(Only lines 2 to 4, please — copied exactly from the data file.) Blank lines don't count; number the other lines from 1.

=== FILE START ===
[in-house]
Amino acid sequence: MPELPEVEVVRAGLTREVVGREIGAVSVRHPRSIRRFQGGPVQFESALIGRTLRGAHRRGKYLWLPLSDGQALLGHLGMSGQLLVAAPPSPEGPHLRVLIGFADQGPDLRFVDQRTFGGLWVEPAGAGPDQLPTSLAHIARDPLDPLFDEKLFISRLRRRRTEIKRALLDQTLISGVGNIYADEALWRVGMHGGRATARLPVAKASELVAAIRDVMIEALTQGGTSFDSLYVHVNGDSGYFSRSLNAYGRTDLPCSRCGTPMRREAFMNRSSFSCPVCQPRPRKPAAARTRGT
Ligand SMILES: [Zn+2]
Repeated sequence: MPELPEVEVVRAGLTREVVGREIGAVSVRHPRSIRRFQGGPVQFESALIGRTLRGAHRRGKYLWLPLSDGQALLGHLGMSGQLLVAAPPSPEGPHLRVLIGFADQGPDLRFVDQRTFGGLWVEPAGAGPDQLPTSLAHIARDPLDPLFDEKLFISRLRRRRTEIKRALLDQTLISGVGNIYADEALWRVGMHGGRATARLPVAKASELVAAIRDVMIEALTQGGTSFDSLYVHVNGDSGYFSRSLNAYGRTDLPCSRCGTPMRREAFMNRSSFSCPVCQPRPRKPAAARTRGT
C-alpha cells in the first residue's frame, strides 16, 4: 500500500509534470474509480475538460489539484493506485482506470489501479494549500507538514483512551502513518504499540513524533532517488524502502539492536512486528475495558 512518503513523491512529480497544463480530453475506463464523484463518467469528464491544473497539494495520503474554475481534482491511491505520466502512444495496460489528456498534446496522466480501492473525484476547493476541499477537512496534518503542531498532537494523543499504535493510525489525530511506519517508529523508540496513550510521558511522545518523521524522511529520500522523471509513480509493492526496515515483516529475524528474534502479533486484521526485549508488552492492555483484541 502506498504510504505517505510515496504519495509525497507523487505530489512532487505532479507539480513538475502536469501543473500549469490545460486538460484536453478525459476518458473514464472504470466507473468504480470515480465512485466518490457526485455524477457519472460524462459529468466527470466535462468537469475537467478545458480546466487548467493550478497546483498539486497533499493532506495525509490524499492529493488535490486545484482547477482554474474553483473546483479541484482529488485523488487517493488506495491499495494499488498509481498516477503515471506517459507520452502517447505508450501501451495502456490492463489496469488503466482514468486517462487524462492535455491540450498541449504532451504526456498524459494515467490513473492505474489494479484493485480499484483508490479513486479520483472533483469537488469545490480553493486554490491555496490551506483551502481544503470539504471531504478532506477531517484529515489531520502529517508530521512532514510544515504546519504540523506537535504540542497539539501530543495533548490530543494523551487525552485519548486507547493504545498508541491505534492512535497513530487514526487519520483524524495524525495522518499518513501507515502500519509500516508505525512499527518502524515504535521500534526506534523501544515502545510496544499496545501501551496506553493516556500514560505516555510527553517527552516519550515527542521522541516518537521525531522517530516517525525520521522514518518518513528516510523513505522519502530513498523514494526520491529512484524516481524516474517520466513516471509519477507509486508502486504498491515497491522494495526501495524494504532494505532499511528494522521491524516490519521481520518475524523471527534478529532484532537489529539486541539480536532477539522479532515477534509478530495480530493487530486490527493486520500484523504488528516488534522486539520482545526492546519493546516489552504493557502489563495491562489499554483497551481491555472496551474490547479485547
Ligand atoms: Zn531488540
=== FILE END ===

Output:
Amino acid sequence: MPELPEVEVVRAGLTREVVGREIGAVSVRHPRSIRRFQGGPVQFESALIGRTLRGAHRRGKYLWLPLSDGQALLGHLGMSGQLLVAAPPSPEGPHLRVLIGFADQGPDLRFVDQRTFGGLWVEPAGAGPDQLPTSLAHIARDPLDPLFDEKLFISRLRRRRTEIKRALLDQTLISGVGNIYADEALWRVGMHGGRATARLPVAKASELVAAIRDVMIEALTQGGTSFDSLYVHVNGDSGYFSRSLNAYGRTDLPCSRCGTPMRREAFMNRSSFSCPVCQPRPRKPAAARTRGT
Ligand SMILES: [Zn+2]
Repeated sequence: MPELPEVEVVRAGLTREVVGREIGAVSVRHPRSIRRFQGGPVQFESALIGRTLRGAHRRGKYLWLPLSDGQALLGHLGMSGQLLVAAPPSPEGPHLRVLIGFADQGPDLRFVDQRTFGGLWVEPAGAGPDQLPTSLAHIARDPLDPLFDEKLFISRLRRRRTEIKRALLDQTLISGVGNIYADEALWRVGMHGGRATARLPVAKASELVAAIRDVMIEALTQGGTSFDSLYVHVNGDSGYFSRSLNAYGRTDLPCSRCGTPMRREAFMNRSSFSCPVCQPRPRKPAAARTRGT